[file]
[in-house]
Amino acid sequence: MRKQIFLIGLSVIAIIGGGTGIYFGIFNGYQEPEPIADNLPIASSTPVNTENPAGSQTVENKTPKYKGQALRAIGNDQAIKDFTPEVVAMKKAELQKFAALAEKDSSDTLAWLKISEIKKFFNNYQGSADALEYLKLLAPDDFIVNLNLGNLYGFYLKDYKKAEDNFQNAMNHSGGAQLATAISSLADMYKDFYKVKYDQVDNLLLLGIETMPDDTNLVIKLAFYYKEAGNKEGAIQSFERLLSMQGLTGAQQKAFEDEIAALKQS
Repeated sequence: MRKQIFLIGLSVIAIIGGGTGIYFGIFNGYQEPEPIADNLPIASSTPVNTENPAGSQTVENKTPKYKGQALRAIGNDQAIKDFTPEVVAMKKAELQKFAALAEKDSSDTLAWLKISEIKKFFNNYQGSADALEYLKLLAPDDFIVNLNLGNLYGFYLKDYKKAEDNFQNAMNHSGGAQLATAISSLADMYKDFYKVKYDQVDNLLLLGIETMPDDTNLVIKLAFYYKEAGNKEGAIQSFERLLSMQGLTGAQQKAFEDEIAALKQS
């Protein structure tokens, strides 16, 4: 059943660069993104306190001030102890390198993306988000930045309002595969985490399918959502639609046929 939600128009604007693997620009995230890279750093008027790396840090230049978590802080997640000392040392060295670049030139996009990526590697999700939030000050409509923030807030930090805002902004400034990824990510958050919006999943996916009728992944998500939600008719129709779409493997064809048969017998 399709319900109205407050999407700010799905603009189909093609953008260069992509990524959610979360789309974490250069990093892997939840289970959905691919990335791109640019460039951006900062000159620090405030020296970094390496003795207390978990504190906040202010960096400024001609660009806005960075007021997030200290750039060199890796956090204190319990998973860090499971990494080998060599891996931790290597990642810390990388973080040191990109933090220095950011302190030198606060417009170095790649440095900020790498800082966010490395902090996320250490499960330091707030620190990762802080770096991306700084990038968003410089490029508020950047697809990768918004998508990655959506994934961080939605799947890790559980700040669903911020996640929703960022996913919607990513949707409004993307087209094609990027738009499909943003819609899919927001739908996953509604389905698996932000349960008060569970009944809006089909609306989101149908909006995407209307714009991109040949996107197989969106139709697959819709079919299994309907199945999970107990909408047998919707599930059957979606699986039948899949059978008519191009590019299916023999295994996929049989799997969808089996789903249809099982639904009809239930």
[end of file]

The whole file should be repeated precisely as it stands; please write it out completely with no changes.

[in-house]
Amino acid sequence: MRKQIFLIGLSVIAIIGGGTGIYFGIFNGYQEPEPIADNLPIASSTPVNTENPAGSQTVENKTPKYKGQALRAIGNDQAIKDFTPEVVAMKKAELQKFAALAEKDSSDTLAWLKISEIKKFFNNYQGSADALEYLKLLAPDDFIVNLNLGNLYGFYLKDYKKAEDNFQNAMNHSGGAQLATAISSLADMYKDFYKVKYDQVDNLLLLGIETMPDDTNLVIKLAFYYKEAGNKEGAIQSFERLLSMQGLTGAQQKAFEDEIAALKQS
Repeated sequence: MRKQIFLIGLSVIAIIGGGTGIYFGIFNGYQEPEPIADNLPIASSTPVNTENPAGSQTVENKTPKYKGQALRAIGNDQAIKDFTPEVVAMKKAELQKFAALAEKDSSDTLAWLKISEIKKFFNNYQGSADALEYLKLLAPDDFIVNLNLGNLYGFYLKDYKKAEDNFQNAMNHSGGAQLATAISSLADMYKDFYKVKYDQVDNLLLLGIETMPDDTNLVIKLAFYYKEAGNKEGAIQSFERLLSMQGLTGAQQKAFEDEIAALKQS
């Protein structure tokens, strides 16, 4: 059943660069993104306190001030102890390198993306988000930045309002595969985490399918959502639609046929 939600128009604007693997620009995230890279750093008027790396840090230049978590802080997640000392040392060295670049030139996009990526590697999700939030000050409509923030807030930090805002902004400034990824990510958050919006999943996916009728992944998500939600008719129709779409493997064809048969017998 399709319900109205407050999407700010799905603009189909093609953008260069992509990524959610979360789309974490250069990093892997939840289970959905691919990335791109640019460039951006900062000159620090405030020296970094390496003795207390978990504190906040202010960096400024001609660009806005960075007021997030200290750039060199890796956090204190319990998973860090499971990494080998060599891996931790290597990642810390990388973080040191990109933090220095950011302190030198606060417009170095790649440095900020790498800082966010490395902090996320250490499960330091707030620190990762802080770096991306700084990038968003410089490029508020950047697809990768918004998508990655959506994934961080939605799947890790559980700040669903911020996640929703960022996913919607990513949707409004993307087209094609990027738009499909943003819609899919927001739908996953509604389905698996932000349960008060569970009944809006089909609306989101149908909006995407209307714009991109040949996107197989969106139709697959819709079919299994309907199945999970107990909408047998919707599930059957979606699986039948899949059978008519191009590019299916023999295994996929049989799997969808089996789903249809099982639904009809239930």